Program and policy development in the criminal justice arena has become
increasingly reliant on quantitative and qualitative evidence to assess
efficiency and effectiveness and to guide better practice. Recidivism has
received much attention in recent years - the extent to which an individual
offender or group of offenders reoffend. Recidivism research provides promise
for crime control strategies targeted at reducing reoffending. Identifying
recidivism risk factors, understanding the correlates of high volume offending,
and evaluating programs designed to reduce offending remain three key research
and policy priorities in Australia.
There is still a considerable divide between recidivism research and policy.
What policy makers would like to measure is often not the same as researchers
are able to measure, given the limitations on appropriate data and available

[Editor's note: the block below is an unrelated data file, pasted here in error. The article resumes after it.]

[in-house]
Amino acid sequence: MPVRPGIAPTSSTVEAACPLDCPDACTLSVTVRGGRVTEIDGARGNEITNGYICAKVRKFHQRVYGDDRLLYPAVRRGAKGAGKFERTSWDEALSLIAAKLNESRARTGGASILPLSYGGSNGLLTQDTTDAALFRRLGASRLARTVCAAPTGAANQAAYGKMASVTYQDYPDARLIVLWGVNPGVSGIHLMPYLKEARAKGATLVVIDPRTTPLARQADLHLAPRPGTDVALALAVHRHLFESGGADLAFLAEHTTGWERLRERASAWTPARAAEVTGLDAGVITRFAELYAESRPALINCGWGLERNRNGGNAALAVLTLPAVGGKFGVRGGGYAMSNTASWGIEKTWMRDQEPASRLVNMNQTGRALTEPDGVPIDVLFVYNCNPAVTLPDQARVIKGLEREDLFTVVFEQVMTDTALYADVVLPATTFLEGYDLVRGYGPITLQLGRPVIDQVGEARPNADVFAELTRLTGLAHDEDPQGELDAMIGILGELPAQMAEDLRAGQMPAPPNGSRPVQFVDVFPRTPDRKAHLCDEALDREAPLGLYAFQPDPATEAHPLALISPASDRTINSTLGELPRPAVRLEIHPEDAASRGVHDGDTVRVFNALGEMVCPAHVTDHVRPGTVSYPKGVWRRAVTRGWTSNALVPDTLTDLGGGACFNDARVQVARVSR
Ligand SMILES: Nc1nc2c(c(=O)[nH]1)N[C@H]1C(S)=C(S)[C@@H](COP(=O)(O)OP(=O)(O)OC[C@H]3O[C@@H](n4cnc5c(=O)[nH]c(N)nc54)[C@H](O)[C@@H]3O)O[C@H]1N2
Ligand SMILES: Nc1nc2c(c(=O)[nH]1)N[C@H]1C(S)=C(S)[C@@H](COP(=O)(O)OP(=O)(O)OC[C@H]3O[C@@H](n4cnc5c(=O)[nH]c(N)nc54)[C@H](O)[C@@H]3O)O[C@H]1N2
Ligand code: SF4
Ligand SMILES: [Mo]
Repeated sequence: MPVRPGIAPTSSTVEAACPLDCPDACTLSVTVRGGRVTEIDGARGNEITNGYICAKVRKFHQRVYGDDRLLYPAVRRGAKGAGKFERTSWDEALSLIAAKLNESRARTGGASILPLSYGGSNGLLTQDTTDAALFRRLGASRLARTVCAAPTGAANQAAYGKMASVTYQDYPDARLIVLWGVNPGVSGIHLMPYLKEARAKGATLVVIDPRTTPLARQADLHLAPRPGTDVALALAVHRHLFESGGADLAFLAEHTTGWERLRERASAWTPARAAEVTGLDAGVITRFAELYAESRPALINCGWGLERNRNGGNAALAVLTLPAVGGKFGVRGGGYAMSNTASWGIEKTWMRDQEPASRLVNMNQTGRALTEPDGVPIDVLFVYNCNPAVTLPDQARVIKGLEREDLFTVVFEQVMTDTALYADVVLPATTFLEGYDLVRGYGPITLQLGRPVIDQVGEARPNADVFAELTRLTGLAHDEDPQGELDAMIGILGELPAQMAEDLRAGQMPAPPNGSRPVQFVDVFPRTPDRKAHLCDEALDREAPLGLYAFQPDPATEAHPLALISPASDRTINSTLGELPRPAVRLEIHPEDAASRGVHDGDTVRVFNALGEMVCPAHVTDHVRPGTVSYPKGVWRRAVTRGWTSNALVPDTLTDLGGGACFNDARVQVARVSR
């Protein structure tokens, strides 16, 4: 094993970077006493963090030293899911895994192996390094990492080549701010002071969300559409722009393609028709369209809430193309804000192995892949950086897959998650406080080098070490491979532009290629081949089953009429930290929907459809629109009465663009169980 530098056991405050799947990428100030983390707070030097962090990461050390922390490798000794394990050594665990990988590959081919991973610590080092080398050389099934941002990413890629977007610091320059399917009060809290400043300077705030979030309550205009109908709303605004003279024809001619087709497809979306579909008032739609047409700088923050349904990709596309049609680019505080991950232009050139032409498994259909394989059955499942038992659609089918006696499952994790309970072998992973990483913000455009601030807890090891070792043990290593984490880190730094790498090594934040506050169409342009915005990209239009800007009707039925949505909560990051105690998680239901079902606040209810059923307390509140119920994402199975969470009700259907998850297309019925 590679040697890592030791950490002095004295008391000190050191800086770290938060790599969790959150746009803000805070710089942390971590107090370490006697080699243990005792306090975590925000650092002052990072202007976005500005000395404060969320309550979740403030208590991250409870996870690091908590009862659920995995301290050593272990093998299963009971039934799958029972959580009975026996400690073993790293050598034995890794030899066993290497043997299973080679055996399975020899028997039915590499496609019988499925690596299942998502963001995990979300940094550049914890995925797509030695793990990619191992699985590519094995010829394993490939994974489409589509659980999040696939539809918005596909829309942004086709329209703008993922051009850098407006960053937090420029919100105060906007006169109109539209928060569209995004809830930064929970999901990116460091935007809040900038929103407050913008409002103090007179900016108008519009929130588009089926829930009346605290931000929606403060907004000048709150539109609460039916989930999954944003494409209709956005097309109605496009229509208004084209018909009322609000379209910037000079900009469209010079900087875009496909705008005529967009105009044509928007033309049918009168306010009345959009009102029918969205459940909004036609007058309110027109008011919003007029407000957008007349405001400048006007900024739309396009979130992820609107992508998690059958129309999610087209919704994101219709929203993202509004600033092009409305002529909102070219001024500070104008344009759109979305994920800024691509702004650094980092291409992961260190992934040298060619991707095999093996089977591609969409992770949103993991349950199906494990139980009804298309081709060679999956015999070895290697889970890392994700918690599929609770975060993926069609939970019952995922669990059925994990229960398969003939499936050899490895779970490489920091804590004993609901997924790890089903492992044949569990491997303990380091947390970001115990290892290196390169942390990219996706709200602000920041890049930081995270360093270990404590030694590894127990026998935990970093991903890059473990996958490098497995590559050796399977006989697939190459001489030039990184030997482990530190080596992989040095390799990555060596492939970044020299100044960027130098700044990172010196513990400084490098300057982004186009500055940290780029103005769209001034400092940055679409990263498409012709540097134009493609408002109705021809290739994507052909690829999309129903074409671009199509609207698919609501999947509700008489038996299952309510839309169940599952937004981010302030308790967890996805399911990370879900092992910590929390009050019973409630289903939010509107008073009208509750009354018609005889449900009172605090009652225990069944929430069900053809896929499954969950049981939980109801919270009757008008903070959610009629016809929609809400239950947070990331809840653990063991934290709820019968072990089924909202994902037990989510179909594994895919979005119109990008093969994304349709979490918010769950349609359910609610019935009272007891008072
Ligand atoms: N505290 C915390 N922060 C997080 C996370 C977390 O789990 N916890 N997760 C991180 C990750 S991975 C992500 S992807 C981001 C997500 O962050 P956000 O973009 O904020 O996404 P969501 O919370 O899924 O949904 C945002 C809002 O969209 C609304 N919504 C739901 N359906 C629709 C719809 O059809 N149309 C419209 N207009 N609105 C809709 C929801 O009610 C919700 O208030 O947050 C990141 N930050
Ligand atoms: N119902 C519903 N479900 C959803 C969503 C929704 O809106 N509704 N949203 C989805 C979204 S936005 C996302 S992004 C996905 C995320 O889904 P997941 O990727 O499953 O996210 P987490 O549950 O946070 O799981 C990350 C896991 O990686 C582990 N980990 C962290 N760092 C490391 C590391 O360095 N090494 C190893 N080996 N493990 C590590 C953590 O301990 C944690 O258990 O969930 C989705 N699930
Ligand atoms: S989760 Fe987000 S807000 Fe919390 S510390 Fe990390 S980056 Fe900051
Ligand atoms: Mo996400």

information. As a result, research findings are often used out of context and
with little regard for limitations imposed on them by the methodological
constraints they face. This is driven primarily by a lack of clarity about an
appropriate definition of recidivism and clear articulation of research
This report deals with important questions relating to recidivism research. It
provides a conceptual framework through which recidivism can be defined and
interpreted and arms researchers and policy makers with a battery of tools
useful in critical assessment of the research literature.